Women's history pioneer Gerda Lerner dies at 92

Published on NewsOK Modified: January 4, 2013 at 6:23 am •  Published: January 4, 2013
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Even as Gerda Lerner held others to high standards, she took no shortcuts herself. For example, Stephanie Lerner said her mother loved hiking in the mountains, even as she got older and her mobility was challenged.

Stephanie Lerner recalled one particular hike with her mother about 30 years ago on a steamy California day. Stephanie Lerner brought a light day-pack, but Gerda Lerner toted a hefty 50-pound sack because she wanted to train for future hikes.

"I was much younger and very in shape. But at a certain point I said I couldn't do it anymore," Stephanie Lerner said. "She just went on ahead. That was her joy, her determination."

Gerda Lerner wrote several textbooks on women's history, including "The Creation of Patriarchy" and "The Creation of Feminist Consciousness." She also edited "Black Women in White America," one of the first books to document the struggles and contributions of black women in American history.

She married Carl Lerner, a respected film editor, in 1941. They lived in Hollywood for a few years before returning to New York.

The couple was involved in activism that ranged from attempting to unionize the film industry to working in the civil rights movement.

When asked how she developed such a strong sense of justice and fairness, she told the Wisconsin Academy Review that the feeling started in childhood. She recalled watching her mother drop items on the floor and walk away, leaving servants to clean up her mess.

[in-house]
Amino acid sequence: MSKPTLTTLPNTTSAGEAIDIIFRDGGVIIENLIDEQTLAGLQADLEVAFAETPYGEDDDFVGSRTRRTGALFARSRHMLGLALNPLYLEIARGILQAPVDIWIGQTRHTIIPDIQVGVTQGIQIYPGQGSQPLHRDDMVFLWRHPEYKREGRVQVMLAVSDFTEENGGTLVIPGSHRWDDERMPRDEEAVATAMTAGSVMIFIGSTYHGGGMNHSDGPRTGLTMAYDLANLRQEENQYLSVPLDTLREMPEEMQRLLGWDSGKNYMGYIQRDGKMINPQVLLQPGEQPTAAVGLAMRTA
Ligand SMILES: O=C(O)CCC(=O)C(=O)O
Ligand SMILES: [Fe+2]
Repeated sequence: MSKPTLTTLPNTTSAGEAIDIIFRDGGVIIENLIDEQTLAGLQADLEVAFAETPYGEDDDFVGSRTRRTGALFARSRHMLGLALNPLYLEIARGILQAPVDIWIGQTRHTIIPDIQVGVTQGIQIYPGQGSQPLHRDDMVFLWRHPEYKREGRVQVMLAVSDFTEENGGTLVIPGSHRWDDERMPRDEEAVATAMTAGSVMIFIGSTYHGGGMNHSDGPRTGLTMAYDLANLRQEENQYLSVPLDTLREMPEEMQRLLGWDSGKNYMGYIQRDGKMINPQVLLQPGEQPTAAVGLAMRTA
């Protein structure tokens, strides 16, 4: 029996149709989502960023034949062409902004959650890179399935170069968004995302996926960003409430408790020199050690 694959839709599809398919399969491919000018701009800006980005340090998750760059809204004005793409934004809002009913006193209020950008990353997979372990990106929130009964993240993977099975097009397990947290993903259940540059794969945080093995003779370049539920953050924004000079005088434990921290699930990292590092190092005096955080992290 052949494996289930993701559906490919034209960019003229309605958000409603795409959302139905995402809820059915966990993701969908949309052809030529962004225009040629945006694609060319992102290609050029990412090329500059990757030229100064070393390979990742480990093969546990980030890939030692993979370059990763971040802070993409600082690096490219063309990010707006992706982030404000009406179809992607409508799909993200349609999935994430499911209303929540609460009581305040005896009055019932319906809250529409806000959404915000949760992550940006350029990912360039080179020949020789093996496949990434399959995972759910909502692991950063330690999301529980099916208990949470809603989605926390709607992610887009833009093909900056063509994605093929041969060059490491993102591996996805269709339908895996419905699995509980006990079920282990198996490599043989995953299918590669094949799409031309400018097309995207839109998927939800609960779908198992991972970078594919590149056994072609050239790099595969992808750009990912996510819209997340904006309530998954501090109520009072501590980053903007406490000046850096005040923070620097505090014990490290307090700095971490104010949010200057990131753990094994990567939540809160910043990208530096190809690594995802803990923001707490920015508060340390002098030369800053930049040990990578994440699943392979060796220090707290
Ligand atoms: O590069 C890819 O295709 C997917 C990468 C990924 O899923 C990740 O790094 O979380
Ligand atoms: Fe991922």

"I wanted the world to be a just and fair place, and it obviously wasn't — and that disturbed me right from the beginning," she said.

She became determined to fight for equality, and she encouraged others to take up their own fights against inequality. She said people who want to change the world don't need to be part of a large organized group — they just have to find a cause they believe in and never stop fighting for it.

She credited that philosophy for helping her remain happy despite the horrors she lived through as a young woman.

"I am happy because I found the balance between adjusting, or surviving what I was put through, and acting for what I believed in," she said in 2002. "That's the key."

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Associated Press researcher Barbara Sambriski in New York contributed to this report.

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Dinesh Ramde can be reached at dramde(at)ap.org.